A Look at the Numbers »»»»»» A recent ranking of “the 100 Best Jobs for 2016” by U.S. News and World Report found the list dominated by careers in health sciences areas, including those in nursing, physical therapy, and occupational therapy. The rankings looked at several factors, including median salary, employment rate, job growth, stress level, and work-life balance, and found such positions as physician assistant (#5), nurse practitioner (#6), and physical therapist (#14) both financially solid and rewarding. In fact, healthcare positions took up 28 jobs on the list, ahead of both jobs in business (17) and technology (8). U.S. News’ methodology attempted to find a balance between hard data and testimonials collected by people currently in their respective fields. “Good jobs are those that pay well, challenge us, are a good match for our talents and skills, aren’t too stressful, offer room to advance and provide a satisfying work-life balance. [The jobs on
the list] are ranked according to their ability to offer this mix of qualities.” The rankings support data collected in the U.S. Bureau of Labor Statistics’ Occupational Outlook Handbook (OOH) for 2016–17. According to the OOH, 13 of the top 20 fastest growing occupations between 2014–2024 will be health sciences-related fields, including careers specific to programs offered through AIC’s School of Health Sciences—occupational therapy assistants (#2); physical therapist assistants (#3); physical therapist aides (#4); nurse practitioners (#7); physical therapists (#8); and occupational therapy aides (#11). To read more about the U.S. News and World Report’s findings, visit http://money.usnews.com/careers/bestjobs/rankings/the-100-best-jobs. For more information on the U.S. Bureau of Labor Statistics’ Occupational Outlook Handbook visit: http://www.bls.gov/ooh/.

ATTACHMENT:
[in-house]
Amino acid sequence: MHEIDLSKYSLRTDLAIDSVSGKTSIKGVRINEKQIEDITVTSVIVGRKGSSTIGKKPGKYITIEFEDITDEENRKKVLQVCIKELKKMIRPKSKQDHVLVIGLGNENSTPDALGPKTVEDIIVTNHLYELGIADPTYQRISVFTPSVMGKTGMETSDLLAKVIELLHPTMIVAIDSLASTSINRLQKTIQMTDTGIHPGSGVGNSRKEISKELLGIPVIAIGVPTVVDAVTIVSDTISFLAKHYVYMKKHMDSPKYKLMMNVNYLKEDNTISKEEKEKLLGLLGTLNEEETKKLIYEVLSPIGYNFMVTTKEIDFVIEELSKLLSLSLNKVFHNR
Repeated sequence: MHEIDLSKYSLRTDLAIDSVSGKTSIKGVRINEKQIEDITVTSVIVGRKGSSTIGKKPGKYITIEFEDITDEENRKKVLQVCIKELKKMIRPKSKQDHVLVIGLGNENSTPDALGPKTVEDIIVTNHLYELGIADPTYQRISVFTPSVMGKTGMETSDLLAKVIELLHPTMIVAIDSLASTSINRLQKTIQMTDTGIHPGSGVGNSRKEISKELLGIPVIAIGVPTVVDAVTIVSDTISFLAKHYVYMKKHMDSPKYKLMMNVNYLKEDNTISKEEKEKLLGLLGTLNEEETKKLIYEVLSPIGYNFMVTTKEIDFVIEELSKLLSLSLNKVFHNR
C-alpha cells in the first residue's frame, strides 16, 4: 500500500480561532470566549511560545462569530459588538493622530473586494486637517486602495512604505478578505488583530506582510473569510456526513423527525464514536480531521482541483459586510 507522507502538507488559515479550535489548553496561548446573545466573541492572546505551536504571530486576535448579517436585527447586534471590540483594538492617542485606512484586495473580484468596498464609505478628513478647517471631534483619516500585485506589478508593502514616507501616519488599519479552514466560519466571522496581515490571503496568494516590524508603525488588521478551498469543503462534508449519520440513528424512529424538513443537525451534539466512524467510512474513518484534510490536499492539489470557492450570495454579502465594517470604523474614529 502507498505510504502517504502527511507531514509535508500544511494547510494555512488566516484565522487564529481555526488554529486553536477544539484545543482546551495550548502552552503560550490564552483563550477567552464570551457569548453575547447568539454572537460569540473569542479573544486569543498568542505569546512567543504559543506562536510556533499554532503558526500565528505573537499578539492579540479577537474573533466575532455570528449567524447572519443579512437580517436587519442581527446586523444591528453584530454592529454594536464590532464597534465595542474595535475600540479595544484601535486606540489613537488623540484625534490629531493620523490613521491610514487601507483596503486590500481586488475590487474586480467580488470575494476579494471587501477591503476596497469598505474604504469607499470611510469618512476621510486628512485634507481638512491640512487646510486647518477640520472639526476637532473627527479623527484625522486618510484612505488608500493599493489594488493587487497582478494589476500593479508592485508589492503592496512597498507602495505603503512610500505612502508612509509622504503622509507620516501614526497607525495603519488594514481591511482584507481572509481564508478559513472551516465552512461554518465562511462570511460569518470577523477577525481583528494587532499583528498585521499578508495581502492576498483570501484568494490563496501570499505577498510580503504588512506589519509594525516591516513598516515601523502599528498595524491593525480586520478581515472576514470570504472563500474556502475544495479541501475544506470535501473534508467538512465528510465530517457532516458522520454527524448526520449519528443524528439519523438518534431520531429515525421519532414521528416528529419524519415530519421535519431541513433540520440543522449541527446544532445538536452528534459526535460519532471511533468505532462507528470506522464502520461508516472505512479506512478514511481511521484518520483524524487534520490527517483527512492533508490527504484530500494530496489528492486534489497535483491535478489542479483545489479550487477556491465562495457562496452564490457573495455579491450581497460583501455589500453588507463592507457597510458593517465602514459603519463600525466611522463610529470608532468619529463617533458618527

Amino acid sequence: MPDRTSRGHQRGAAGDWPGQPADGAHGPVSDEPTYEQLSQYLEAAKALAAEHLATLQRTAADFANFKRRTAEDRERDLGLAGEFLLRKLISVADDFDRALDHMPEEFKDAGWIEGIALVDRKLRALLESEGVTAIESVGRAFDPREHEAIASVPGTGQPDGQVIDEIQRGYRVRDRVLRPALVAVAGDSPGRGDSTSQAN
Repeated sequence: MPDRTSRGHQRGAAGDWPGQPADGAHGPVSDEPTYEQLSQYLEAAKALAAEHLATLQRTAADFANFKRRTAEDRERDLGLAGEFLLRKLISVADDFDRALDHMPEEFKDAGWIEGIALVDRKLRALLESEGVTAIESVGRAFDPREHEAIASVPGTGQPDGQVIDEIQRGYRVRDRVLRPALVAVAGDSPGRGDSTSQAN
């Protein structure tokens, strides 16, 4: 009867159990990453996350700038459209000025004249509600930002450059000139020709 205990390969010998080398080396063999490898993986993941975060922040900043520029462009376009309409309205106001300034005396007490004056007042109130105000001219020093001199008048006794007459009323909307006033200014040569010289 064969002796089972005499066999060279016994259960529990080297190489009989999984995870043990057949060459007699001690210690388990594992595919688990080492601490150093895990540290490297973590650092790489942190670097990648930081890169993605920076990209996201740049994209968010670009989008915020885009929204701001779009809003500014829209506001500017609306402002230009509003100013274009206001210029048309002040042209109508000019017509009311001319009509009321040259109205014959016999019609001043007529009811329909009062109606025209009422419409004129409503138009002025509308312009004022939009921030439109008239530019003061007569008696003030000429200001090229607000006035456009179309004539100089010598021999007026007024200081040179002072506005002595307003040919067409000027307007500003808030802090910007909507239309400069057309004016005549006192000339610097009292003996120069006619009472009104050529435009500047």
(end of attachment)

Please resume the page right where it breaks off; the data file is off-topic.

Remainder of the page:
American International College | 9
a Man on a Mission By Michael Reid
Chad Moir ’19
If you speak with enough young men
and women pursuing their health sciences degrees at AIC, certain themes will begin to reappear: an innate desire to help others, a vision to make their community healthier, a dedication born from a loved one who faced a debilitating medical condition. And while all of these qualities apply to occupational therapy student Chad Moir ’19, you quickly get a sense that he possesses a drive that sets him apart from your typical student. Moir, who grew up in Seymour, Connecticut, first attended Thomas Aquinas College in Sparkill, New York primarily to play sports, but left after a year when he couldn’t find an academic focus. After several years of unfulfilling positions in sales, he became a certified personal trainer and discovered that helping people achieve their health goals was a career path he wanted to pursue. It was then that Moir’s life took an unexpected and dramatic turn. 10 | Higher Dedication
“My mother, Cindy, was diagnosed with Parkinson’s Disease several years ago, and she passed away in 2011 at the age of 55. Working as a personal trainer during that time, and then finding out the benefits of exercise for people with Parkinson’s, it was all just a natural segue into a health sciences education. If I really wanted to help people with Parkinson’s, I knew I needed a better understanding of anatomy and treatment options. I needed to get back to school.” Since making that decision, and with the memory of his mother ever-present, Moir has pursued his goals with unwavering dedication. While taking classes at Naugatuck Valley Community College in Waterbury, Connecticut, Moir attended a college fair and was immediately impressed with AIC’s health sciences offerings. He applied and was accepted into the physical therapy program but soon switched to occupational therapy, where he will finish with his master’s degree in 2019. The switch, he says, was due to occu-